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I'm relatively new to programming. I'm trying to make a program at the moment, and I'm trying to figure out how I can do something. I hope you guys can help me as I just don't know how to do this...

So, first of all, I have made an array and filled it with stuff:

String[] pizza = new String[10];
    pizza[0] = "1- Cheese";
    pizza[1] = "2- Wedge";
    pizza[2] = "3- Bacon";
    pizza[3] = "4- Hawaiian";
    pizza[4] = "5- Vegetarian";
    pizza[5] = "6- Pepperoni";
    pizza[6] = "7- Ham";
    pizza[7] = "8- Apple";
    pizza[8] = "9- Grape";
    pizza[9] = "10- Italian";

I want to make it so that I have an IF statement (which is inside a while). I'll just put the code here, and explain after.

int pizzaCounter = 0;

        while(pizzaCounter < 5)

            Scanner pizzaPick = new Scanner(System.in);
            int Pizzas = pizzaPick.nextInt();

            if (Pizzas == 1)
                *Store "1- Cheese" (From pizza[0]) into a variable*

            if (Pizzas == 2)
                *Store "2- Wedge" (From pizza[0]) into a variable*

            if (Pizzas == 3) etc...


Now at the 'Insert something here' bit, I want to try to make it so that it stores the text from the array(pizza) into some variable which I can print out later... So for example if the user inputs '1' then it takes: "1-Cheese" and stores it in a variable which I can print out later...

Also, I want to make it clean, so that there aren't 10 IF statements prompting each variable thing...?

I don't know if this is even possible, but any help is greatly appreciated! :D

I hope what I am asking here is understandable...

Please, if possible, could you explain what you are doing at each of the steps, so that I can actually understand what is happening, and maybe use the same code later, instead of just copying it and pasting the code? I'm kind of a noob so I think that the more I learn the more I can use later on... Thanks so much! :D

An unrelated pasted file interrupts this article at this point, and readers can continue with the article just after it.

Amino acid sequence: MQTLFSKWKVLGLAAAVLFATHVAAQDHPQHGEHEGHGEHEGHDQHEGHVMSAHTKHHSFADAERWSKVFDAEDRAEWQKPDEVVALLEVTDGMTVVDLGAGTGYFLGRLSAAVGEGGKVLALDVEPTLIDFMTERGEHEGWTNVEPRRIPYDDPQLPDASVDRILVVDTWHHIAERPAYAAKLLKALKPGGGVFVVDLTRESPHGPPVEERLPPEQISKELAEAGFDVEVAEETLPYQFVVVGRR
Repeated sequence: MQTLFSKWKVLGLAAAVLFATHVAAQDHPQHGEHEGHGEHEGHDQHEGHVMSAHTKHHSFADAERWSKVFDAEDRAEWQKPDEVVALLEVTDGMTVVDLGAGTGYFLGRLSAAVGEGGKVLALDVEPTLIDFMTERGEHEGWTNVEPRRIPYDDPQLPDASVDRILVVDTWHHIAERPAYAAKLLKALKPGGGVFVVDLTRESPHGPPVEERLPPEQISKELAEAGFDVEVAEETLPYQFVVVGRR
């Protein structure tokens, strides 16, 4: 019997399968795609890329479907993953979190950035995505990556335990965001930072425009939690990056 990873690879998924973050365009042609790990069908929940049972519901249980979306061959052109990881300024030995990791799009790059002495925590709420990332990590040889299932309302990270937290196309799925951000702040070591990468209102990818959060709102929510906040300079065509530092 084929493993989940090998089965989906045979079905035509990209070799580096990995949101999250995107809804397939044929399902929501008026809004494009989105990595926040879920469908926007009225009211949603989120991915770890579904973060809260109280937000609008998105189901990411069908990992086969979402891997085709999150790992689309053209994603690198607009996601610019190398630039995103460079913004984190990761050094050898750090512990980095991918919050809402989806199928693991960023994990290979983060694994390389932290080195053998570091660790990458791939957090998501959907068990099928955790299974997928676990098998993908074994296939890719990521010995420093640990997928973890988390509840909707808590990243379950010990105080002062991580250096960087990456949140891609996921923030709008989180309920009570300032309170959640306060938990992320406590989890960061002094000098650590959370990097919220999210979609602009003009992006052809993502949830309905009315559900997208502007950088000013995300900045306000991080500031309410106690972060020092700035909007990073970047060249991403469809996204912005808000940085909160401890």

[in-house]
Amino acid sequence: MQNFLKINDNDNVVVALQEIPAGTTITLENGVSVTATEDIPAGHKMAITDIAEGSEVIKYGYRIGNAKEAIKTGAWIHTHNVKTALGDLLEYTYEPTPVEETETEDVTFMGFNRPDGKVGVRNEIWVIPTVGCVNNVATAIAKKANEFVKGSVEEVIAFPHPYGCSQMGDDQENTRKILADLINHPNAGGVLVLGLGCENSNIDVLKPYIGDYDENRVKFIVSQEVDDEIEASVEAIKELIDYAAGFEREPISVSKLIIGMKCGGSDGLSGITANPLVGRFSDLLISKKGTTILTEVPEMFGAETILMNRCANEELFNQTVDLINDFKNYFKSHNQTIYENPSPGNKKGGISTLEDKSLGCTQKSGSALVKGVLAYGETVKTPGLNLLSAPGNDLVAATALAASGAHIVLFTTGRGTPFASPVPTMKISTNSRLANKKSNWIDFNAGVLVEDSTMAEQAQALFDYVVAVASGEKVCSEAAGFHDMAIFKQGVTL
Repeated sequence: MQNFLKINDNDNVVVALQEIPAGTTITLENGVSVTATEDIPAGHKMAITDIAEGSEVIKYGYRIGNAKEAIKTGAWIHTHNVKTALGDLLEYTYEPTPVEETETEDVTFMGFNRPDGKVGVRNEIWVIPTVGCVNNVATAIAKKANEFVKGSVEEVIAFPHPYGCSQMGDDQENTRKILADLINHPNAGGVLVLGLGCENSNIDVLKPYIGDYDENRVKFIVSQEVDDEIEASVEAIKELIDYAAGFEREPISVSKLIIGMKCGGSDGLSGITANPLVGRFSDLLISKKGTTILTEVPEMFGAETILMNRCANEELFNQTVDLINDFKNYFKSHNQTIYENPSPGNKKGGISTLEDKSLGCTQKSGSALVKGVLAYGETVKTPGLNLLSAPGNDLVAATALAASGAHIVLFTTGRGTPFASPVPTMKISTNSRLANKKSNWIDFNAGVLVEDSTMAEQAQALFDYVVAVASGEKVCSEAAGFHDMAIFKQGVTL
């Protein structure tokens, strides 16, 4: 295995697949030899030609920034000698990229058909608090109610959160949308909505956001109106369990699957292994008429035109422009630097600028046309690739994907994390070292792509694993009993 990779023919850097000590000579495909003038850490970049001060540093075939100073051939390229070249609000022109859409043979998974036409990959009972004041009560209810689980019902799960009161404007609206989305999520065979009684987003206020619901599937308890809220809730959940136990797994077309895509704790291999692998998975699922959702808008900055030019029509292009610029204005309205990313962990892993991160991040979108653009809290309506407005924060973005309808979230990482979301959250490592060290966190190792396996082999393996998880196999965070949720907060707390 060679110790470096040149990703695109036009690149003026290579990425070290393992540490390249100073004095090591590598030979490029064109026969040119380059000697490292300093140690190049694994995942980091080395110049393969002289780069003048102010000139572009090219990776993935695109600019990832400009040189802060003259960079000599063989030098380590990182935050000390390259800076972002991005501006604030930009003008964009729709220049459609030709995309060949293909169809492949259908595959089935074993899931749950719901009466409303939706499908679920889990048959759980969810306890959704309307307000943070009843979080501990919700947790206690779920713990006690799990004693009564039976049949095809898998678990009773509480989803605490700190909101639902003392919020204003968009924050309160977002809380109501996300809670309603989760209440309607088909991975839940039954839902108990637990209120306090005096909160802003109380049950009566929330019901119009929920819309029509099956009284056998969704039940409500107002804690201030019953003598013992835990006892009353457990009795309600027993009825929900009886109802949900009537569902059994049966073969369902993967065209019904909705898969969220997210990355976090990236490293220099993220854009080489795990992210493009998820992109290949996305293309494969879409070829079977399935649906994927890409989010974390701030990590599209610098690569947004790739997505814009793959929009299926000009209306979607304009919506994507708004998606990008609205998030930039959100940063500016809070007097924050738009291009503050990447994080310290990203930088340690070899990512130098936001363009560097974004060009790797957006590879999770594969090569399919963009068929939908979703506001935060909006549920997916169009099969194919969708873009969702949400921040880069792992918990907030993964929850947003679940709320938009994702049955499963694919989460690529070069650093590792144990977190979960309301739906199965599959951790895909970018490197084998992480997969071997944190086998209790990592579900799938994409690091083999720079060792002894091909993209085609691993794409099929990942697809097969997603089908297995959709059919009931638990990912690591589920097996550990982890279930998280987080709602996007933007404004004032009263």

share|improve this question
this is a very nice first question, btw. – Thunder Rabbit May 7 '12 at 5:57
(off-topic) to follow Java naming conventions, variables should be lowercaseStartingCamelCase. Instead of your variable being called Pizzas, call it pizzas instead. – Greg Kopff May 7 '12 at 6:02
up vote 4 down vote accepted

You can replace the entire series of if statements with something like:

string saveName = "";
if ((Pizzas >= 0) && (Pizzas <= 9)) {
    saveName = pizza[Pizzas];           // This is "insert something here".

// Here, saveName has the pizza name.

For a full blown program which allows you to order up to five pizzas, saving the lot and printing them out at the end, see below:

import java.util.Scanner;

public class testprog {
    public static void main (String args[]) {
        String[] pizzaList = {" 0 - End of order",
            " 1 - Cheese", " 2 - Wedge", " 3 - Bacon", " 4 - Hawaiian",
            " 5 - Vegetarian", " 6 - Pepperoni", " 7 - Ham", " 8 - Apple",
            " 9 - Grape", "10 - Italian"};

        int[] orderList = new int[5];  // Ordered pizzas
        int pizzaCount = 0;            //    and count.

        Scanner pizzaPick = new Scanner(System.in);
        while (pizzaCount < 5) {
            // Output the menu.

            System.out.println ("Choose a pizza:");
            for (int i = 0; i < pizzaList.length; i++)
                System.out.println ("   " + pizzaList[i]);

            // Get input, check, and add pizza.

            int thisPizza = pizzaPick.nextInt();
            if (thisPizza == 0) break;

            if ((thisPizza > 0) && (thisPizza < pizzaList.length))
                orderList[pizzaCount++] = thisPizza;

            if ((thisPizza < 0) || (thisPizza >= pizzaList.length))
                System.out.println ("Invalid input of " + thisPizza);

        // Output all pizzas.

        for (int i = 0; i < pizzaCount; i++)
            System.out.println ("Ordered: " + pizzaList[orderList[i]]);
share|improve this answer
Wow!!! Thank you so much!!! I really appreciate this!!! :D :D :D I don't even know how to thank you!!! One last thing, I don't really understand 'for' statements that much, otherwise I'd try and figure it out myself... But how can I make it so that after each time I choose a pizza, I put in something like: System.out.println("1-Large, 2-small) Scanner pizzaSize = new Scanner(System.in); int Size = pizzaSize.nextInt(); if(Size == 1) { price = price + smallPrice; } else if(Size == 2) { price = price + largePrice – Vanya Burduk May 7 '12 at 6:52